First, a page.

Sunday, 7 December 2008

Australian women go to Thailand to select the sex of their child

The Herald Sun reports that Australian women and couples, denied by Australian doctors the ability in IVF to choose the gender of their child, are going to Thailand where they can choose. At least 10 women or couples have been there so far.

According to ethical guidelines, Australian doctors can only allow the ability to choose the gender when it is to reduce the transmission of a serious genetic condition.

Friday, 5 December 2008

Vic Bill passes both Houses

Last night I posted about how the Victorian Upper House had passed, with amendments, the Assisted Reproductive Technology Bill, and that this was to go back to the Lower House.

I was contacted by SBS Radio today and told that the bill passed the Lower House late last night. No mucking about there!

I do not know when the Bill will take effect.

Milk- great film

Harvey Milk

I know it's a bit off topic, but on Tuesday night I went to the preview screening of Milk, the moving story of the life and death of Harvey Milk, America's first openly gay politician. Qnews sponsored the preview in Brisbane.

Harvey Milk ended up living in San Francisco (where else?) and spearheaded the gay rights movement there and was an inspiration for many throughout the US and throughout the world.

Sean Penn was superb in the title role, and seemed to capture all the nuances of the character.

In the course of the film, Harvey Milk challenges Proposition 6 which was sponsored by a cohort of then right wing activist Anita Bryant, which sought to throw teachers out of school if they were gay or lesbian, or if they were supported of gays and lesbians.

The story demonstrated why people power can be such a powerful force for change.

Hearing about Proposition 6 reminded me very much of the current struggles in California arising from Proposition 8, which was partly sponsored by the Mormon Church. It surprised me that Ronald Reagan, of all people, was opposed to Proposition 6, which he considered unnecessary.

The most touching moment for me, however, was not in the film itself. It was seeing a friend of mine afterwards, tears welling up in his eyes, tell me that he knew two of the men in the film, saw them in the film (as they played themselves) and had been inspired by them years ago to be an activist.

Harvey Milk is due to be released at the end of January.

Thursday, 4 December 2008

Vic Bill passes Upper House

The Assisted Reproductive Technology Bill was passed by the Victorian Legislative Council tonight,but with amendments, meaning that it will need to return to the lower House for approval next year.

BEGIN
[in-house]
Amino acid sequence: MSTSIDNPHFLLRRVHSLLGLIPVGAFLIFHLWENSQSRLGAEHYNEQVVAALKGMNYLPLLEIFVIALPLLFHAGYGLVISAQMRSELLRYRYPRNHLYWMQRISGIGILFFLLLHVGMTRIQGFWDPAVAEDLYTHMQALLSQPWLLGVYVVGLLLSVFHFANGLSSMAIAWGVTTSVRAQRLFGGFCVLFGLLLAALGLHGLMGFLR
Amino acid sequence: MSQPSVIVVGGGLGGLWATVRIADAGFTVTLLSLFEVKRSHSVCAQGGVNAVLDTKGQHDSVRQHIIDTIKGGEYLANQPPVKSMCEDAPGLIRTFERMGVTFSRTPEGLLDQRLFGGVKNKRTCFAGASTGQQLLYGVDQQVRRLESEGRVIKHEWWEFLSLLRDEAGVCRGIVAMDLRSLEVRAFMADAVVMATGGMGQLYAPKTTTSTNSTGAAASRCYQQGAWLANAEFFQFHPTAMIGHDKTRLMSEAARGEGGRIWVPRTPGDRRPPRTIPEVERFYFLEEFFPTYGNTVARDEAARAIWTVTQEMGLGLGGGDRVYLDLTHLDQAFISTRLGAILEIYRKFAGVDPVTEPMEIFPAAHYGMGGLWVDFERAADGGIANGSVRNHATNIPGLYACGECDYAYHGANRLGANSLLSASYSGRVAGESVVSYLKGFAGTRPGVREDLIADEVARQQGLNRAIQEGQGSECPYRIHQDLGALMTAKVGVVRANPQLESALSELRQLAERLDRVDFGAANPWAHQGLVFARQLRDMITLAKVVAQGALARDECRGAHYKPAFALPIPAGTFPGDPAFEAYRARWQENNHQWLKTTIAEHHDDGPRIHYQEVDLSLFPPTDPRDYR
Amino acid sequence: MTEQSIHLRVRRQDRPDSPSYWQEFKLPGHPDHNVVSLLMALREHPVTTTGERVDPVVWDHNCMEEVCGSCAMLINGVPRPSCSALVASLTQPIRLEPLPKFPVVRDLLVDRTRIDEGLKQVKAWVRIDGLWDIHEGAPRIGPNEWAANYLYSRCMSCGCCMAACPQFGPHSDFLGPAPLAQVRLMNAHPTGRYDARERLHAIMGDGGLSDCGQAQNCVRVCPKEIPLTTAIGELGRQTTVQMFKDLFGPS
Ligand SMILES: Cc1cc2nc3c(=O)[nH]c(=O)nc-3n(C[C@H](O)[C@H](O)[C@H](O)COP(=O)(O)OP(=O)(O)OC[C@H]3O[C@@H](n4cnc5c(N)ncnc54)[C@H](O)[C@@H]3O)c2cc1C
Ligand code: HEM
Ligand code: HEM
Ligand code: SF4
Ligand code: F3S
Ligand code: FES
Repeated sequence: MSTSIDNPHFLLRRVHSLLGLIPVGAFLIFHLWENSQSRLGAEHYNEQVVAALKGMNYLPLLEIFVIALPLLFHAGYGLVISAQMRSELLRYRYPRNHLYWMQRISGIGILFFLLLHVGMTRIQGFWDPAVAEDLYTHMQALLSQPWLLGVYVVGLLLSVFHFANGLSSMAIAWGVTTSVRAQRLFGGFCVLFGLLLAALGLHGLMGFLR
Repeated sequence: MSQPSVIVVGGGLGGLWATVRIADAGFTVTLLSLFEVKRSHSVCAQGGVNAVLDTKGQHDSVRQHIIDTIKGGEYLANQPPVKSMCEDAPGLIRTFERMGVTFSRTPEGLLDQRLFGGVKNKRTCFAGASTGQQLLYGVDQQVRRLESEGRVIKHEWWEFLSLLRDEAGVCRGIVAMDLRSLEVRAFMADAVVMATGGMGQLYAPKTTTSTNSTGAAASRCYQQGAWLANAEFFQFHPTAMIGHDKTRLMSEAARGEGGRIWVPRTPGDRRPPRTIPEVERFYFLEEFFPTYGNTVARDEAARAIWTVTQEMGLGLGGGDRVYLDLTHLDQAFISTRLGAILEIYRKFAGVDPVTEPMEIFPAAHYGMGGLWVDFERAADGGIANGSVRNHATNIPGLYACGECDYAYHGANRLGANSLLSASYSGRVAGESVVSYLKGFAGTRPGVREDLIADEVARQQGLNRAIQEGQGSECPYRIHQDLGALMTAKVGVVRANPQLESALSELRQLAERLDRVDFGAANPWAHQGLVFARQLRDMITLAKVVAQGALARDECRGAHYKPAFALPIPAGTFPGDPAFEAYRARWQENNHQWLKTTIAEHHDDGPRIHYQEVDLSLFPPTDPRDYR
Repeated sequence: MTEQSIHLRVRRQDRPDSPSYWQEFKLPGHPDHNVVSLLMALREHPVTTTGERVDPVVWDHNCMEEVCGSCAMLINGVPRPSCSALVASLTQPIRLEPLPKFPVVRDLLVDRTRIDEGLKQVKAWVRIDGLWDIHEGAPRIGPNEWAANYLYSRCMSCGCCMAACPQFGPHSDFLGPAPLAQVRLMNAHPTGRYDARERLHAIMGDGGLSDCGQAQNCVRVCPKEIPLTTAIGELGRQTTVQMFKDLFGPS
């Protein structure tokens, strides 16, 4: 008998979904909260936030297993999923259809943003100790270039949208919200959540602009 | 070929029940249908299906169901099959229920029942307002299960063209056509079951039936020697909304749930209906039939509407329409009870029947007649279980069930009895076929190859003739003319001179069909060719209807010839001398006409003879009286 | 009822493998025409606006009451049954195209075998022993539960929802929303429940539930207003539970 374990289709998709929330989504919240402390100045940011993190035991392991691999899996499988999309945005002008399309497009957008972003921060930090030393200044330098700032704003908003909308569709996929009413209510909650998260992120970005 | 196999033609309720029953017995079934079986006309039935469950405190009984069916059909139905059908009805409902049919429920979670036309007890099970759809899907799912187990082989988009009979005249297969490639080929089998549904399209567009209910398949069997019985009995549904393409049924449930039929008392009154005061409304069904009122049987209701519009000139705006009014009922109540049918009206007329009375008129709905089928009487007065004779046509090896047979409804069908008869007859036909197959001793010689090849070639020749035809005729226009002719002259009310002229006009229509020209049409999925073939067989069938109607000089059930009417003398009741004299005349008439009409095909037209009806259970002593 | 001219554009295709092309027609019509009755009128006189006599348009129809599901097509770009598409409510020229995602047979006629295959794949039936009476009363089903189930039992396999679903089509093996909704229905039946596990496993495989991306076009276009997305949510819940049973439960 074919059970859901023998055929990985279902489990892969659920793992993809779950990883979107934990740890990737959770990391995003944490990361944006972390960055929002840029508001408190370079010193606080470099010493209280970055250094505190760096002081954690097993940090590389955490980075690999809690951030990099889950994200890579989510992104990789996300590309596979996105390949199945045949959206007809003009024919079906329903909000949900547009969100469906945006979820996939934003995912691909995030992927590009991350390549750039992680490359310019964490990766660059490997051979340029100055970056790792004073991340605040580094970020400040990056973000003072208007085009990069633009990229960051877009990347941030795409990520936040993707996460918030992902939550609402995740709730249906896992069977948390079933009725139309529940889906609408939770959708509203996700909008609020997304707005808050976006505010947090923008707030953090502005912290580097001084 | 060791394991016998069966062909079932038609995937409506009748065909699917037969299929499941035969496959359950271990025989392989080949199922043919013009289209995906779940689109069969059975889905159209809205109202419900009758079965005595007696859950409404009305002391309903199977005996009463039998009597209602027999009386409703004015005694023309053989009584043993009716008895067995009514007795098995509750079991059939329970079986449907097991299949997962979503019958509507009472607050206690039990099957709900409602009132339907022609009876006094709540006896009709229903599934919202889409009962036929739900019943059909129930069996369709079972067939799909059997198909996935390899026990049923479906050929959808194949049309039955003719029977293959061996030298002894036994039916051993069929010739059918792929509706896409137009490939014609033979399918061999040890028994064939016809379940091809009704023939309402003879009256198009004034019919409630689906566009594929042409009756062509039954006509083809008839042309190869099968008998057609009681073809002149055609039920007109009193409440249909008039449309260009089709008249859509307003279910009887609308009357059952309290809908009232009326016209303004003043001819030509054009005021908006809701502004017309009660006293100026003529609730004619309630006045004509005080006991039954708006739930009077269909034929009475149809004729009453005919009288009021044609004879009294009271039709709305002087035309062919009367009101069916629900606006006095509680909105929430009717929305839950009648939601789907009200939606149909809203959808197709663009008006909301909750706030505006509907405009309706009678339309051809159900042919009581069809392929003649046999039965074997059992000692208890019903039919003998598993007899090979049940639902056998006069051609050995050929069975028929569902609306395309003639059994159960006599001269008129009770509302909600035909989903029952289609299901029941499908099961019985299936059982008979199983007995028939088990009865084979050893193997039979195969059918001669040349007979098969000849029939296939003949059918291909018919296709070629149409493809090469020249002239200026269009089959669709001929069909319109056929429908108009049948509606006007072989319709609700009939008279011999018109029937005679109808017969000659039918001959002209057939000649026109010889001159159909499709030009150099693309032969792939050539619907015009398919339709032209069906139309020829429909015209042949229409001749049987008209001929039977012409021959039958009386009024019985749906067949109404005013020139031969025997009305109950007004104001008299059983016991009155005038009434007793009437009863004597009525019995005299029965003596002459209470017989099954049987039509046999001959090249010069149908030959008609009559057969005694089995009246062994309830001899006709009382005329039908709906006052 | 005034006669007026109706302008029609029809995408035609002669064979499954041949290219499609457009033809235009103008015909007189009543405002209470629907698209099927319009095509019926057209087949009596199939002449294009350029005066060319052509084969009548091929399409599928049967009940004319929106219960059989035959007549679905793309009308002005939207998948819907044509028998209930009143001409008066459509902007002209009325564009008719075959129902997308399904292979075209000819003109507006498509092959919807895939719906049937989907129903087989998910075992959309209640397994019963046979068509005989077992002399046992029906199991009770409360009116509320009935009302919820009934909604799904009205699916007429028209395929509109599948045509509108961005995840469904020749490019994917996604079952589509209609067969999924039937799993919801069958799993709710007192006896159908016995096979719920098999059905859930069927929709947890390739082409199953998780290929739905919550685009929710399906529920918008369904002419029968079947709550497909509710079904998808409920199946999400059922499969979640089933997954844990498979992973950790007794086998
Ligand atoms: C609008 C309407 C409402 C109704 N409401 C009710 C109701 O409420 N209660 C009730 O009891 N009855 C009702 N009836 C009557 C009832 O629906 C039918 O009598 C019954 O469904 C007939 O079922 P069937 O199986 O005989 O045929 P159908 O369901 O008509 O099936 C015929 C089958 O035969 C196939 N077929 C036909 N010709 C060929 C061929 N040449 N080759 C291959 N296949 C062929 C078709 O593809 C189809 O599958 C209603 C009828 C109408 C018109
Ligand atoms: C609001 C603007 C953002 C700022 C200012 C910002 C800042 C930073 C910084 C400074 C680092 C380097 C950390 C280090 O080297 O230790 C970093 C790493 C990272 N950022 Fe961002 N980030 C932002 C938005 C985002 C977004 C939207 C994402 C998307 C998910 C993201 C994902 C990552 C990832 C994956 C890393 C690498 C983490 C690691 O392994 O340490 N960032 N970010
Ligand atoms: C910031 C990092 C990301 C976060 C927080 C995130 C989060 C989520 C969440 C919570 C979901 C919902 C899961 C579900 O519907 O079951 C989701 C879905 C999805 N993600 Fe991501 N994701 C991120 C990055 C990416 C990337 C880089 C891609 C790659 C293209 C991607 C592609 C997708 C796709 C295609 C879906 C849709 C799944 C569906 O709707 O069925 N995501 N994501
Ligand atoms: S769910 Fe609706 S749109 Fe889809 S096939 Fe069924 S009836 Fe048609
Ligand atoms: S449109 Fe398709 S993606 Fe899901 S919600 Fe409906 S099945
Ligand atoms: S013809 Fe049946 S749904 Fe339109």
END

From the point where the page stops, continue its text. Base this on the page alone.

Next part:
The Bill will legalise surrogacy in Victoria, and will allow single women and lesbians formally to access IVF services in Victoria. Single women and lesbians already have this right in Victoria, because the Federal and High Court decisions in Re McBain have held in effect that Commonwealth anti-discrimination laws override Victorian laws which otherwise prevent single women and lesbians accessing IVF services.

Monday, 1 December 2008

Today is World Aids Day

Today, 1 December 2008, is the 20th anniversary of World Aids Day. In 1988, the World Health Organization declared the first World AIDS Day in an effort to raise public awareness about HIV/AIDS issues, including the need for support and understanding for people living with HIV/AIDS.

Complacency has snuck in about our reaction to HIV/AIDS, with the inevitable result- infection rates have risen, and continue to rise.

Two years ago, on behalf of Qnews, I travelled to San Francisco and handed over examples of a campaign run in Qnews based on California campaigns targetting young men who have ended up with AIDS. In my naivete I was surprised to learn from Stop Aids deputy director Jason Riggs about how one quarter of the gay men in the Bay area had HIV/AIDS and that although no positive link could be established, infection rates waxed and waned at the same time with the number of those using Ice- when Ice usage rates went up, so did HIV infections, and when Ice usage rates went down, so did the number of new infections.

I was also surprised to learn that syphilis and gonorrhea rates had increased. Where were the new infections? I was told mainly among positive gay men. Why had those rates gone up? I was told that the anecdotal evidence was that positive men sought out other positive men, and as both were positive, did not use protection. Result- the spread of these old nasties. Added to that- those with HIV/AIDS not surprisingly had lower immunity- meaning that they got a lot sicker from the old nasties than someone who was not infected with HIV/AIDS.